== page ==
We find that more people who start with a Scout eventually buy a Sport. Yet, we also sometimes get the other direction where a Sport owner will buy a Scout. Divers who upgrade to Sport normally seek better performance such as at low range or in confined diving environments. Some also find the Scout LED too hard to read in bright conditions. The few cases we had of divers buying a Scout after they already own a Sport tend to be frequent users who are looking for a receiver size reduction.
Diver's stories about diving with DiveTracker Sport and Scout
Charles Bloomer reports:
I just got back from diving at Cayman Brac. I showed every one my Scout and the other divers kind of though it was not needed. So I had to just say I just liked gadgets.
While doing a drift dive with about 4 knots current I was able to come right back to the boat without a problem. 12 other divers ended up scattered about 1/2 mile away moving away from the island. It very nearly became a dangerous situation. One diver ran out of air. Funny thing they then wanted to know where to get a Scout after that. Thank you for your great product. Now I think I want the Sport model. This will save some lives.
P.S. You need to make one for the airlines so that they can find my missing bag!
Michael Dodge of Escalon, California reports:
The best story I have is diving in Maui with my Sport while on vacation. I took it with me and went boat diving in Maui. The dive master laughed when I told him what it was. He said he didn't need that with clear water and his compass he could always find the boat. It was a night dive and I set everything up and jumped in. At the end of our 55 plus minute dive he points the way back to the boat. I turn on my sport and do a quick circle in place and point in a different direction than he does. He looks surprised at me as I indicate a different direction. I point to the lights on the sport receiver, he shrugs as we start up. As we get shallower he is very surprised to see the lights of the dive boat just ahead. When we surface he is a believer. He says well I usually just start up in the direction of my compass and as we approach the surface I can see the lights, but that thing is awesome, it really can tell where the boat is.
Doug McIntyre reports:
Just got back from another 4-day trip on the Conception from Truth Aquatics. My Dive Tracker Scout performed perfectly as usual. Even though this year they reset their transmitters (for the rental Sports) to the same Pulse rate as that used by the Scout, I used my own transmitter hung over the side. A few times, I forgot to pull it up after the dive. Even though the housing now has some battle scars from the prop it is still working great.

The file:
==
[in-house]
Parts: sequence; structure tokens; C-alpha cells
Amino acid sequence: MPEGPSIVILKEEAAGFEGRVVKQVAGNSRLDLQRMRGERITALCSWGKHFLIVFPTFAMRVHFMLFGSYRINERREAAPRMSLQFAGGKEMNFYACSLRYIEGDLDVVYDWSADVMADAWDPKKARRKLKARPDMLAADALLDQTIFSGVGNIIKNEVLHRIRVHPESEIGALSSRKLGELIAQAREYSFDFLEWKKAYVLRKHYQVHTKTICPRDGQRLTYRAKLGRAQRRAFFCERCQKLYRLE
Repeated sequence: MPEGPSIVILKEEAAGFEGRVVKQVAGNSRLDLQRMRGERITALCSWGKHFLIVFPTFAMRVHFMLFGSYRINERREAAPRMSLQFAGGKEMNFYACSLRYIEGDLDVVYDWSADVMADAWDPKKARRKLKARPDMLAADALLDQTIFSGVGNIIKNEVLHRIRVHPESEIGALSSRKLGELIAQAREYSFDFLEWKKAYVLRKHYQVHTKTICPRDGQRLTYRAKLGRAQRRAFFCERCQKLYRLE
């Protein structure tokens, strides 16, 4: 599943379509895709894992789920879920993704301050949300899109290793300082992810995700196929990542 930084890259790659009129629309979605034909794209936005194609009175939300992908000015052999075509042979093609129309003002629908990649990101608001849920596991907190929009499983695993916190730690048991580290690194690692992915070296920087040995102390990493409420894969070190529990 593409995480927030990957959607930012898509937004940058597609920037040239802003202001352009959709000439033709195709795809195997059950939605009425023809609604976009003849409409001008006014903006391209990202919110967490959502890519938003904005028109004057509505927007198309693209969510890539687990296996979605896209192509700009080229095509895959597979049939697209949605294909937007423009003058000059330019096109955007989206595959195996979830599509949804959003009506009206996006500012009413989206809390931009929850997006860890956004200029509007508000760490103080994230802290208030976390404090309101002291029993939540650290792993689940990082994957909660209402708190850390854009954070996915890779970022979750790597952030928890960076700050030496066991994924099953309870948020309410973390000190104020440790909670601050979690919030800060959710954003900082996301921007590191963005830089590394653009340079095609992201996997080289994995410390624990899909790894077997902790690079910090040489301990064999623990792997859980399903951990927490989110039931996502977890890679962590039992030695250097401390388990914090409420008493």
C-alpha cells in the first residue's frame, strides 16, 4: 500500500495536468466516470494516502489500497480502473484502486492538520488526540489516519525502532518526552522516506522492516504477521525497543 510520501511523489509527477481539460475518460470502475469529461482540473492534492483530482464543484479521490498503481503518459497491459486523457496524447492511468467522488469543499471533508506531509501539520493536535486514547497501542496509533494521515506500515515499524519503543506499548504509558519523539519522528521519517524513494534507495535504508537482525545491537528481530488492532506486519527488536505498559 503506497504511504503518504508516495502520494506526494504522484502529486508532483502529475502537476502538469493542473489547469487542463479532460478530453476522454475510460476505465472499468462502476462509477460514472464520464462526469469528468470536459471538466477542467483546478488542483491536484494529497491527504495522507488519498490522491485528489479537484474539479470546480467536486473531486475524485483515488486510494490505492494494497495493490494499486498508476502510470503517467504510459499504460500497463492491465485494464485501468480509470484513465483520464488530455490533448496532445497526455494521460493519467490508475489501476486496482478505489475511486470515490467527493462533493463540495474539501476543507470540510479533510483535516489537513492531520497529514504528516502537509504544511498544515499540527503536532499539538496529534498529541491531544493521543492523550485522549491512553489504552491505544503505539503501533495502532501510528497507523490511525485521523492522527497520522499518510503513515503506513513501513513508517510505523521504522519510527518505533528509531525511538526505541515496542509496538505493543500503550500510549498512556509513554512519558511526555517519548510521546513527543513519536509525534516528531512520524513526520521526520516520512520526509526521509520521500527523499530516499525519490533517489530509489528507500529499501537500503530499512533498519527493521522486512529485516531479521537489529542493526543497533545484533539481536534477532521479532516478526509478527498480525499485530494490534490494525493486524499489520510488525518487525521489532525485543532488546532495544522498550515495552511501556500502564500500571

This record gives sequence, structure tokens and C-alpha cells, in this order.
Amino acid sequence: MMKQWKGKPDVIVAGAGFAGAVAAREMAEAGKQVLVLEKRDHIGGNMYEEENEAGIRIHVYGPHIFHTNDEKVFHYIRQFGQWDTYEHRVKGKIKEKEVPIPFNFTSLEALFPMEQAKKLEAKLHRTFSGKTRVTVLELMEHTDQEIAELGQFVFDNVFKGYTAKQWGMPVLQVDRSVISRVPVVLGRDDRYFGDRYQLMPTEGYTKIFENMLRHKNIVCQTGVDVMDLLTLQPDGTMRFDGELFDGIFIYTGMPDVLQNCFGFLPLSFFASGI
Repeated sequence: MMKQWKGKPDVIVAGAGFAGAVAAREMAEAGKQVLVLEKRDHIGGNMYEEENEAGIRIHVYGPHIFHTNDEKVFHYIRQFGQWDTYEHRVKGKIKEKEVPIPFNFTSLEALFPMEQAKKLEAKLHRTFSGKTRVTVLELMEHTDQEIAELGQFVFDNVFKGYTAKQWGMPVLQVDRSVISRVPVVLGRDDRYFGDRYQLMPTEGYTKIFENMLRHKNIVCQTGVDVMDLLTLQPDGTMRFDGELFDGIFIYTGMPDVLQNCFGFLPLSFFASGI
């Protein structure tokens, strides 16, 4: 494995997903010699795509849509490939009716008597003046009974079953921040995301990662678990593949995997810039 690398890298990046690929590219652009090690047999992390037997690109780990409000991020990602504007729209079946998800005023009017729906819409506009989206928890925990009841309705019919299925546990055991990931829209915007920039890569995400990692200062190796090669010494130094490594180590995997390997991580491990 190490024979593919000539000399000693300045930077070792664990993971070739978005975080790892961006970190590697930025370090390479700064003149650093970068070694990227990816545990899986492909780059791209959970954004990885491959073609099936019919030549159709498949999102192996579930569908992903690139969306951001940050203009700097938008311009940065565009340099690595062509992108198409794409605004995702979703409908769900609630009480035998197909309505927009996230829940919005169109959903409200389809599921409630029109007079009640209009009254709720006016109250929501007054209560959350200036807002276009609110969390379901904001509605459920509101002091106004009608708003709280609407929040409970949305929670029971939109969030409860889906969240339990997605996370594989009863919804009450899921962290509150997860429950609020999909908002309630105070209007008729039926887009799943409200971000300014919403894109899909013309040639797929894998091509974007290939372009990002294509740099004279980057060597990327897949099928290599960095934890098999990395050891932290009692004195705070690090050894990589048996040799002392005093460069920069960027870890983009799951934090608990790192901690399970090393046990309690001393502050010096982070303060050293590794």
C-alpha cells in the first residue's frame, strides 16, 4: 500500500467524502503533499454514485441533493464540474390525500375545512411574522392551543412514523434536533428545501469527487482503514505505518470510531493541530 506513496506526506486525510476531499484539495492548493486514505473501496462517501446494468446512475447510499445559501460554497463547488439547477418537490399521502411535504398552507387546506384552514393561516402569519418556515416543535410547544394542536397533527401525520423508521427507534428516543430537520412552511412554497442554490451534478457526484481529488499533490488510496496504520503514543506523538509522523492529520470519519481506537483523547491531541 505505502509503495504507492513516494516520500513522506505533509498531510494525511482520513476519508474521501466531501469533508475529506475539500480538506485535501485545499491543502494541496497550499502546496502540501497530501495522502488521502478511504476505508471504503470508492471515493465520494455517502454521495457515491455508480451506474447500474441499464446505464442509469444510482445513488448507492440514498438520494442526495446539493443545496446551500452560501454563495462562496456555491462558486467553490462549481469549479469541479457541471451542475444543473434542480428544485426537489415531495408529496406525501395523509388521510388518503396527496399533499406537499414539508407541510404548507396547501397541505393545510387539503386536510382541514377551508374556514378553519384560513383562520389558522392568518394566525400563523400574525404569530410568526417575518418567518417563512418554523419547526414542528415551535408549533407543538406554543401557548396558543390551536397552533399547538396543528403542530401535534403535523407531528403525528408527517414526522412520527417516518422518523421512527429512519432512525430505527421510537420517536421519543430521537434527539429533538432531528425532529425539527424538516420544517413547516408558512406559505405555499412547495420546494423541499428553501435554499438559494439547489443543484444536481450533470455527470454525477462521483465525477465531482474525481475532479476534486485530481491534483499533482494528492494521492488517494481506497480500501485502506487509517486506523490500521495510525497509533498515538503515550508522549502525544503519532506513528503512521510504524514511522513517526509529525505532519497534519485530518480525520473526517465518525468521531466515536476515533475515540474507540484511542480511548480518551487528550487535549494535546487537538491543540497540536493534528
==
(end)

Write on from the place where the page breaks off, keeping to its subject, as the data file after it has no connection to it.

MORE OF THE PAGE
Your Dive Trackers make for a much more relaxing dive. This trip I came up under the boat on 17 out of 18 dives. The only exception was when the receiver battery died during the dive.
Bret Marquis of Sandy Eggo, California reports:
I dropped my sport transmitter over the side of my brothers boat offshore San Diego. Since it was late at night and I wasn’t geared up, we left it.
It took a week for me to get my boat back in the water since we’ve had a series of storms come through San Diego lately. Complete with small craft warnings. It was almost two weeks before we could come back and look for the dropped transmitter. We used a rather informal approach to finding it. Consisting of repeated query’s “are we there yet?” with the usual response of ‘I don’t think so’ an dipping the sport receiver in the water and pointing it around. Much to my surprise, it worked. The pacific is a big ocean and transmitter batteries are finite. It took about 10 minutes to find it nestled near the base of some kelp. I just wanted to say thanks. Nice product, works great.
I use it mostly to find my boat again when diving in the kelp off San Diego. Saves repeated surfacings through the kelp forest to find my boat. I hang the sport overboard about 15 ft below the boat and use a scout to find it. I nice product. Works well. I just wanted to share that with you.
Thomas C. Thomas of Levittown, PA sent this note with his repair request:
This thing has been all over the world and seen more water than a fish. It is actually quite dependable up till now.
Tracie Burdine reports:
I wanted to write and say thank you very much for shipping us the new unit. We used it this past weekend in the Channel Islands and it worked perfect. I can't thank you enough for the expedited attention you gave to us. We have told several of our friends about your units and they will hopefully be contacting your company in the near future to purchase a set.
Jean Pierre of the Pacific island of New Caledonia reports:
I dived with, I used it and it works fine. I am happy. I am an aquarium fish collector, it's really a great help for my safety. I can target fish at a greater distance from my boat than before without the threat of being lost after having collected the fish (some fish species run away by changing frequently of direction and sometimes escape far).